Info & news for members and associates of the Environmental Decisions Group
“In the past 18 months the Climate Change Authority – an independent, statutory advisory body on climate policy matters – has produced three reports on Australia’s future emissions reduction targets… The advice which the Authority has provided through these reports has not been adopted, which the government’s prerogative.”
Bernie Fraser, Chair of the Climate Change Authority http://climatechangeauthority.gov.au/node/366 and see item 2.
1. Consultation open on Outcomes-based Conditions Policy under the EPBC Act
2. Government statement on greenhouse emissions
3. A Vision in Blue – the National Marine Science Plan
4. Wetlands Australia Magazine – highlighting threatened species
5. House of Representatives inquiry into Agricultural Innovation
Canberra: Megan Evans one of lead tweeterers at ICCB
Perth: Sayed Iftekhar and David Pannell publish on biases in adaptive NRM
Brisbane: Managing feral pigs a priority in managing Lake Eyre Basin
Melbourne: Guru Guillera-Arroita and colleagues on matching data and models to applications
1. Consultation open on Outcomes-based Conditions Policy under the EPBC Act The Australian Government has developed policy and guidance on outcomes-based conditions under the EPBC Act. Outcomes-based conditions specify the environmental outcome that must be achieved by an approval holder without prescribing how that outcome should be achieved. Outcomes-based conditions allow approval holders to be innovative and achieve the best environmental outcome at the lowest cost, while increasing the public transparency of the required environmental outcomes. Comments are invited on two documents—the Outcomes-based Conditions Policy and the Outcomes-based Conditions Guidance. Submissions close on 5 October 2015. http://www.environment.gov.au/epbc/consultation/policy-guidance-outcomes-based-conditions
2. Government statement on greenhouse emissions
The PM and Ministers Julie Bishop and Greg Hunt said Australia will reduce greenhouse emissions to 26-28% below 2005 levels by 2030. [Full Text]
Editor’s note: I don’t normally include responses to Government announcements on environmental policy but it’s interesting in this instance to see the near simultaneous release of a range of responses to the Government’s pronouncement from a range of interest groups (climate, business, conservation, energy, mining).
ClimateWorks said that target was feasible because Australia’s potential to cost-effectively reduce emissions was much greater. [Full Text]
The Climate Institute said that target fails climate and competitiveness tests. [Full Text]
The IGCC (Investor Group on Climate Change) said it is concerned that that target will not deliver the certainty that investors are looking for. [Full Text]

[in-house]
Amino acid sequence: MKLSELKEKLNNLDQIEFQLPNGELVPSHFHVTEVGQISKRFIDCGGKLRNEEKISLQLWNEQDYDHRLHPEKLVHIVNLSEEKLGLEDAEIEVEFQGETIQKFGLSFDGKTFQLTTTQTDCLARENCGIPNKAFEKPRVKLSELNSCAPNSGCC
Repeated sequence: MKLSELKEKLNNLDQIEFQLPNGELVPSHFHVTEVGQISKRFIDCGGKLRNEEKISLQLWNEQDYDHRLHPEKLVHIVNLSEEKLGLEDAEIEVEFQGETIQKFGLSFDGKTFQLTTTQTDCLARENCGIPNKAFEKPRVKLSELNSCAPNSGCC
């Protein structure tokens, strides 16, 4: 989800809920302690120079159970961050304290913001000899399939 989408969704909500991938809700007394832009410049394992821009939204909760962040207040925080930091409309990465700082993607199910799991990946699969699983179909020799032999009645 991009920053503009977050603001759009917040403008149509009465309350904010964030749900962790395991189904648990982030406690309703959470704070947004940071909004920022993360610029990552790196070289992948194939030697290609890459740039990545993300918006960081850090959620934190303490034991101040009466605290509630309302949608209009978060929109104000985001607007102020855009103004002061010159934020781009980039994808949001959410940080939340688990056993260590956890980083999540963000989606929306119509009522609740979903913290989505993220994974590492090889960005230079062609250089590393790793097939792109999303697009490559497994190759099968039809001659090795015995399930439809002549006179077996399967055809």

The Climate Council said targets announced by the Government are out of step with the science and the rest of the world. [Full Text]
The ESAA said the target of a 26% cut in emissions by 2030 was a credible starting point that needed to be backed by a credible policy platform. [Full Text]
The FCAI (Federal Chamber of Automotive Industries) welcomed the Government’s commitment to explore opportunities to improve the efficiency of vehicles as part of the National Energy Productivity Plan. [Full Text]
The Minerals Council said the Government’s emissions target is an ambitious goal that recognises that Australia has a responsibility to contribute to a genuinely global effort. [Full Text]
The ACF (Australian Conservation Industry) said the post-2020 target is weak and will not protect the systems that support life. [Full Text]
The ACCI (said the target balances the need for action to contain emissions with the need to minimise damage to jobs and economic growth. [Full Text]
The Business Council said achieving the emissions reduction target will be a challenge for all Australians. [Full Text]
3. A Vision in Blue – the National Marine Science Plan “After much hard work and collaboration, listening to many voices from the science, university and business community over the past few years, we are delighted that today, the National Marine Science Plan (NMSP) is being launched at Parliament House by the Minister for Industry and Science, the Honourable Ian Macfarlane,” said AIMS CEO and Chair of the National Marine Science Committee, John Gunn.
The consensus document from over 23 marine research organizations, universities and government departments and more than 500 scientists and stakeholders, provides a set of recommendations for science that will be at the heart of dealing with the challenges of our marine nation. The Plan focuses on seven key challenges associated with our oceans and it provides a template for how business, science and government can now work towards growing Australian ocean’s economic potential while safeguarding its longer term health. http://www.aims.gov.au/docs/media/latest-news/-/asset_publisher/EnA5gMcJvXjd/content/11-august-a-vision-in-blue-ten-year-plan-for-science-helping-drive-australia-s-growing-blue-economy
4. Wetlands Australia Magazine – highlighting threatened species